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After Nordicity has spent a week on the op-ed page of the Yukon News, it appears on the paper's website, where readers are offered the opportunity to comment. Yukoners are a busy lot, and it's not every week that anyone troubles to respond.
Author Margaret Atwood caused some big ripples in Canada's little pond this week when she joined a campaign to return our national anthem to an earlier, gender-neutral version.
Last weekend, a pair of suicide bombers killed 81 people and wounded 140 more in an attack on the All Saints Church in Peshawar, Pakistan.
This year, Pippa Middleton wore a red striped dress to watch the men's singles tennis tournament at Wimbledon. No great powers of research were required to ascertain this fact: the Vancouver Sun ran a gallery of 28 photographs.
This week three stories appeared in the national press about university students, both men and women, using frosh week as an occasion to celebrate rape.
In June 2008 Canada's Liberal leader, Stephane Dion, revealed his party's carbon tax plan. The other parties responded according to their nature.
When I turn right off the highway onto the road where I live, there is a double yellow line to my left. This means that by law when I slow down to make the 90 degree turn...
According to the National Post, "Regina is the latest community to be fooled by a white supremacist group into declaring a 'European Heritage Week.'"
Last week the anti-feminist lobby group Real Women of Canada launched an attack on Foreign Affairs Minister John Baird who had, according to a press release written by national vice-president Gwen Landolt...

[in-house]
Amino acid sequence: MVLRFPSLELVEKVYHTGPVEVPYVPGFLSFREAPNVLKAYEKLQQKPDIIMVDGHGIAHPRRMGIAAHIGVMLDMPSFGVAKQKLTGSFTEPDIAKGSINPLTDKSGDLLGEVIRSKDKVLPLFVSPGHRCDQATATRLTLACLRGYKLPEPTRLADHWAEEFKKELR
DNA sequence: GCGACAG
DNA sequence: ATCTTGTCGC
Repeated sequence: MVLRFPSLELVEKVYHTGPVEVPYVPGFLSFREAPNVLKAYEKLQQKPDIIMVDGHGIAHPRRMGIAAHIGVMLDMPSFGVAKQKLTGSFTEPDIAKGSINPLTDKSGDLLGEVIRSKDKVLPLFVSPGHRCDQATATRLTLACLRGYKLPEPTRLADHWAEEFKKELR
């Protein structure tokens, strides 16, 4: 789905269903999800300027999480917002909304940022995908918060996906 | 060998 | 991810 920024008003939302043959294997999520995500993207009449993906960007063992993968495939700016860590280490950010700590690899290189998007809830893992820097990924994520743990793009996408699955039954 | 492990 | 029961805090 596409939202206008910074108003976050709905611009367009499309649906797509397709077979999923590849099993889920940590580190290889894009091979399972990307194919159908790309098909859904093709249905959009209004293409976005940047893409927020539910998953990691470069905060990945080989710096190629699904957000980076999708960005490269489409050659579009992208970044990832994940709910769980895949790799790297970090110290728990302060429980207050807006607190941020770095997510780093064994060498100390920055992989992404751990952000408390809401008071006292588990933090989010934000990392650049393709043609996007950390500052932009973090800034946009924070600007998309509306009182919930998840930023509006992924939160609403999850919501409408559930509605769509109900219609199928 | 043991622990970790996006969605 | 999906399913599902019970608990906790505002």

Currie Dixon, the Yukon's minister of the Mining Environment, finds it "laughable" for Robert Kennedy Jr. to suggest that the Yukon Party government's approach to the Peel Watershed Regional Land Use Plan has been undemocratic. This is a good thing.
I've been thinking I might get myself a cat. Just a fluffy friendly pet that will keep my house free of mice, and my yard free of songbirds.
This week, a leaked memo revealed that the Prime Minister's Office had asked ministerial aids to create a list of "bureaucrats that can't take no (or yes) for an answer" as well as "friends and enemy stakeholders" for the benefit of new cabinet ministers.
As the author of two previous columns in support of the urban chicken, I think it's only fair that I should alert readers to an unfortunate development in the movement to poultrify the world's cities.
Jennifer Lopez is suffering the scorn of the U.S. media this week after she capped off a performance in Turkmenistan by singing Happy Birthday to President Gurbanguly Berdymukhamedov.
When I entered O'Neill Collegiate Institute in Oshawa, Ontario, in the mid 1960s, the walls of the building had recently undergone some creative remodeling at the hands of a group of students from Central, a nearby rival school.
In a newly released report the International Energy Agency warns that "the world is not on track to limit the long-term rise in the average global temperature to two degrees Celsius.
A few weeks ago, the Wall Street Journal hailed tiny Barnhart, Texas, as "an unlikely hub of the new American oil boom.” The writer, Russell Gold, waxed eloquent at how fracking had “given new life” to the unincorporated town.
This week, the front pages of the national papers are still crowded with reports connected to the cover-up of a scandal that broke in June 2012, when Canada's auditor general released a report showing that certain senators had been more-than-usually creat
Last week, Federal Court judge Richard Mosley handed down his decision in a lawsuit led by the Council of Canadians against the Conservative Party of Canada, in the so-called robocalls case.
Senator Mike Duffy says he's "pleased" that the Senate's internal economy committee will re-examine his expense accounts. I bet he is. That's the same committee that exonerated him less than a month ago.